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USGS topo maps

Discussion in 'Travel' started by bigmooze, Mar 10, 2012.

  1. Mar 10, 2012 at 2:38 PM
    #1
    bigmooze

    bigmooze [OP] Well-Known Member

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    Growing up in England, I could buy OS (Ordnance Survey) maps at 1:25,000 and 1:50,000 scale for my hiking/biking trips. These were readily available at bookstores.

    I have 1:24,000 scale GPS maps on my Garmin Oregon 450, but would also like printed USGS maps to get the bigger picture when I'm out touring around/fishing.

    Can I buy printed maps from the USGS?

    What maps do you guys/gals recommend for good detail (like 1:70,000 or less) that cover county-wide areas (e.g. Crawford County, MI). The National Geographic ones I just bought from a recent trip to the Great Smoky Mountains National Park would be great, but smaller scale (i.e. more detail) would be even nicer.
     
  2. Mar 10, 2012 at 2:44 PM
    #2
    acdronin

    acdronin Well-Known Member

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  3. Mar 10, 2012 at 2:46 PM
    #3
    bigmooze

    bigmooze [OP] Well-Known Member

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    Oh cool, thanks. Do you use USGS maps or prefer another type?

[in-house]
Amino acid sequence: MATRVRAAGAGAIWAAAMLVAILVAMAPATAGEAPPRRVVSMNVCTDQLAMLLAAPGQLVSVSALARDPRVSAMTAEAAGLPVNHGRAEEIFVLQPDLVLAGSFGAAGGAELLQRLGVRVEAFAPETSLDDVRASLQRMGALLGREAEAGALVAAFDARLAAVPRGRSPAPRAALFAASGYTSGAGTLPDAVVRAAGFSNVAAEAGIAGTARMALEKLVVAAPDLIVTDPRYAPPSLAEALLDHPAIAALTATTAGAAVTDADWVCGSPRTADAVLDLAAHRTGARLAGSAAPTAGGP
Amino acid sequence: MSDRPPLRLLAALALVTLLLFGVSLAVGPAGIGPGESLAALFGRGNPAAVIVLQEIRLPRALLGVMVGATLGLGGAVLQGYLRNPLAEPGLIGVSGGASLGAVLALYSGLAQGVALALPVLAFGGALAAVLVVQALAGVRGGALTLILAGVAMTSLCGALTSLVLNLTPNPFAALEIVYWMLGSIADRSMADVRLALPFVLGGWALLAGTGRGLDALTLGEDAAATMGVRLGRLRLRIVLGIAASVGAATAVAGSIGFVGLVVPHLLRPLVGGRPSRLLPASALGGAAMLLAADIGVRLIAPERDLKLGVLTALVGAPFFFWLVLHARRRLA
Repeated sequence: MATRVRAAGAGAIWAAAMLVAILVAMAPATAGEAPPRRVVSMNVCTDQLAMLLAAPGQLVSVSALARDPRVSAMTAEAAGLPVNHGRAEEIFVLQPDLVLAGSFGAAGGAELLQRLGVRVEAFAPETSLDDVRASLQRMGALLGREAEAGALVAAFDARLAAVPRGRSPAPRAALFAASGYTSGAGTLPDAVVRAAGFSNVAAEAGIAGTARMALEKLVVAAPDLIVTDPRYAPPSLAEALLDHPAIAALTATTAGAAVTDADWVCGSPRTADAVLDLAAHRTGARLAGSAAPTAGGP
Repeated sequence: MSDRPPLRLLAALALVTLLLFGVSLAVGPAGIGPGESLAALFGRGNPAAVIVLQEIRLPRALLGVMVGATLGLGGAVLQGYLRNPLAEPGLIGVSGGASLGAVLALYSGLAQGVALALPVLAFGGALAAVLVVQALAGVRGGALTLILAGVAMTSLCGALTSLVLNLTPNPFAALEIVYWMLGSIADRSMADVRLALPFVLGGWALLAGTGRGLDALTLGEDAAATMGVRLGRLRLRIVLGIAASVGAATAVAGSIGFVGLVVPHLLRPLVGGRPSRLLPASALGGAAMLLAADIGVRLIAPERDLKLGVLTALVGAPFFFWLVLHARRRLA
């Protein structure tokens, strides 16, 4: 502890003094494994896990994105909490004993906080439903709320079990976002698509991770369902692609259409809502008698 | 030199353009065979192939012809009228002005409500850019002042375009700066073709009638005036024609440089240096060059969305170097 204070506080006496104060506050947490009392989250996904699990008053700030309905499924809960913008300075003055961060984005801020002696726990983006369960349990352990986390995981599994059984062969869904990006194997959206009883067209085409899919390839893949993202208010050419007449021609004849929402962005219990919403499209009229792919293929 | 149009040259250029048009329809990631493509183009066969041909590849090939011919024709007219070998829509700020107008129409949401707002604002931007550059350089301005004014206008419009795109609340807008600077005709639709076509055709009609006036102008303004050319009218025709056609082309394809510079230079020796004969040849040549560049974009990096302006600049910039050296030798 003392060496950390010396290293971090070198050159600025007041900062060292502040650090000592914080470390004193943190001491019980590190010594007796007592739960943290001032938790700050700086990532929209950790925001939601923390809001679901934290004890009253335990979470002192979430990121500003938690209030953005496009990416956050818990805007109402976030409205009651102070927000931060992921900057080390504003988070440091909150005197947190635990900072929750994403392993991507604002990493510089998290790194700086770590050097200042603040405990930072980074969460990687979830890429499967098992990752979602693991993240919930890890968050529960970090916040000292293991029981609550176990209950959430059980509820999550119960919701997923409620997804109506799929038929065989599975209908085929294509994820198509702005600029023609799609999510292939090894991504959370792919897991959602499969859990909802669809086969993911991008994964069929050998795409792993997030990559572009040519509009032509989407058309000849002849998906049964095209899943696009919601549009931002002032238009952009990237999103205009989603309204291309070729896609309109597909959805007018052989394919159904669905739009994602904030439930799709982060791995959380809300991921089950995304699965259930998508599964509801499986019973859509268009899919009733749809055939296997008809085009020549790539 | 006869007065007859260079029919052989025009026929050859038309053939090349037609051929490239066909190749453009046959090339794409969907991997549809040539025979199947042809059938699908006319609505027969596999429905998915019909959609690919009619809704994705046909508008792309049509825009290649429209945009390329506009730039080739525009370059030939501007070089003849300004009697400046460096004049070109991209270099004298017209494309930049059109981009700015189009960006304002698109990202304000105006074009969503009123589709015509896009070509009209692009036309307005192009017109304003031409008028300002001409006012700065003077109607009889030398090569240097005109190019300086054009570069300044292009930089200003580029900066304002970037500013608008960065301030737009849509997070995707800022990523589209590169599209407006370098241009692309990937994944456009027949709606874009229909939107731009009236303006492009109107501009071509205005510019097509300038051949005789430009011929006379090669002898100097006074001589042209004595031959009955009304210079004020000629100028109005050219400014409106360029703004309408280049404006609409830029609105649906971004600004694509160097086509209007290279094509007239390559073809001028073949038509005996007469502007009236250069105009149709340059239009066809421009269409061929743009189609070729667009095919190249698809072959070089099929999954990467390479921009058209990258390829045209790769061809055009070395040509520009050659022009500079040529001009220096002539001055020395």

[/FONT]
     
  4. Mar 10, 2012 at 8:01 PM
    #4
    BenWA

    BenWA Well-Known Member

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    USGS publishes 7.5' quadrangles, which are 1:24,000 scale. Pretty much the best printed maps you can get. They are great maps for most folks' needs. The contours on USGS topos were derived from aerial photographs (mostly back during WWII), so in many heavily forested regions, the forest canopy is what the topo map maker referenced from the aerial photos, so it has the potential to omit a lot of smaller topographic features that are concealed beneath the canopy. Also, that particular scale typically has a contour interval of 40 feet, which is also kind of crappy resolution when it comes to smaller features on the ground. But the only way to get more detail is by constructing topographic maps based on lidar, which most folks don't have handy access to.
     
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